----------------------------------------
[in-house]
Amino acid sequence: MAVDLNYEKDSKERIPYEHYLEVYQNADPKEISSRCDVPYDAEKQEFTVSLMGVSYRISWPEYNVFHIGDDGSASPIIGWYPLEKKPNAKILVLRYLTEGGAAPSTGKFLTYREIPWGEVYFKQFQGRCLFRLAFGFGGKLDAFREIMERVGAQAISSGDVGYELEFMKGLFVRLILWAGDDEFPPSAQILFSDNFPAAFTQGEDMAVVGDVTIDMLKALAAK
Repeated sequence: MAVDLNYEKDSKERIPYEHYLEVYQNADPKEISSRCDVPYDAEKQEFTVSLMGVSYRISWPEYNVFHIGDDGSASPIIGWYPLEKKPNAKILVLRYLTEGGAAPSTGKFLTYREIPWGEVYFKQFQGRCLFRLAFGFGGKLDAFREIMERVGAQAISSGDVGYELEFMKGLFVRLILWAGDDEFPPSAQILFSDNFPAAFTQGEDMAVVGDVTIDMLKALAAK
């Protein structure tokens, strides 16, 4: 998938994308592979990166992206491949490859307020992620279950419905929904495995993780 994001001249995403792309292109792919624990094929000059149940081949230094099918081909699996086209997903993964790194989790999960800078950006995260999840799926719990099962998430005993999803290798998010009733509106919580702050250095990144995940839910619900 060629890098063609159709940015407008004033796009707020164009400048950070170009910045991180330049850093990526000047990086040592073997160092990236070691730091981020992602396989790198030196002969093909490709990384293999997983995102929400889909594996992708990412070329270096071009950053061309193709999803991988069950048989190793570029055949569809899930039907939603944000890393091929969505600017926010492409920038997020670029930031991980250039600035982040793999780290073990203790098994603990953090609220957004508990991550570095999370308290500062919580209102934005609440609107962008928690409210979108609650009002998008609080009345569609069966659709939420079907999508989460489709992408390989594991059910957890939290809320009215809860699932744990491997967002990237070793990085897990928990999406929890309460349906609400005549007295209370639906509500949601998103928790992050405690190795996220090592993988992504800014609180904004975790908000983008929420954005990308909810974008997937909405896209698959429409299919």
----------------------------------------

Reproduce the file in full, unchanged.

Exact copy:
[in-house]
Amino acid sequence: MAVDLNYEKDSKERIPYEHYLEVYQNADPKEISSRCDVPYDAEKQEFTVSLMGVSYRISWPEYNVFHIGDDGSASPIIGWYPLEKKPNAKILVLRYLTEGGAAPSTGKFLTYREIPWGEVYFKQFQGRCLFRLAFGFGGKLDAFREIMERVGAQAISSGDVGYELEFMKGLFVRLILWAGDDEFPPSAQILFSDNFPAAFTQGEDMAVVGDVTIDMLKALAAK
Repeated sequence: MAVDLNYEKDSKERIPYEHYLEVYQNADPKEISSRCDVPYDAEKQEFTVSLMGVSYRISWPEYNVFHIGDDGSASPIIGWYPLEKKPNAKILVLRYLTEGGAAPSTGKFLTYREIPWGEVYFKQFQGRCLFRLAFGFGGKLDAFREIMERVGAQAISSGDVGYELEFMKGLFVRLILWAGDDEFPPSAQILFSDNFPAAFTQGEDMAVVGDVTIDMLKALAAK
């Protein structure tokens, strides 16, 4: 998938994308592979990166992206491949490859307020992620279950419905929904495995993780 994001001249995403792309292109792919624990094929000059149940081949230094099918081909699996086209997903993964790194989790999960800078950006995260999840799926719990099962998430005993999803290798998010009733509106919580702050250095990144995940839910619900 060629890098063609159709940015407008004033796009707020164009400048950070170009910045991180330049850093990526000047990086040592073997160092990236070691730091981020992602396989790198030196002969093909490709990384293999997983995102929400889909594996992708990412070329270096071009950053061309193709999803991988069950048989190793570029055949569809899930039907939603944000890393091929969505600017926010492409920038997020670029930031991980250039600035982040793999780290073990203790098994603990953090609220957004508990991550570095999370308290500062919580209102934005609440609107962008928690409210979108609650009002998008609080009345569609069966659709939420079907999508989460489709992408390989594991059910957890939290809320009215809860699932744990491997967002990237070793990085897990928990999406929890309460349906609400005549007295209370639906509500949601998103928790992050405690190795996220090592993988992504800014609180904004975790908000983008929420954005990308909810974008997937909405896209698959429409299919």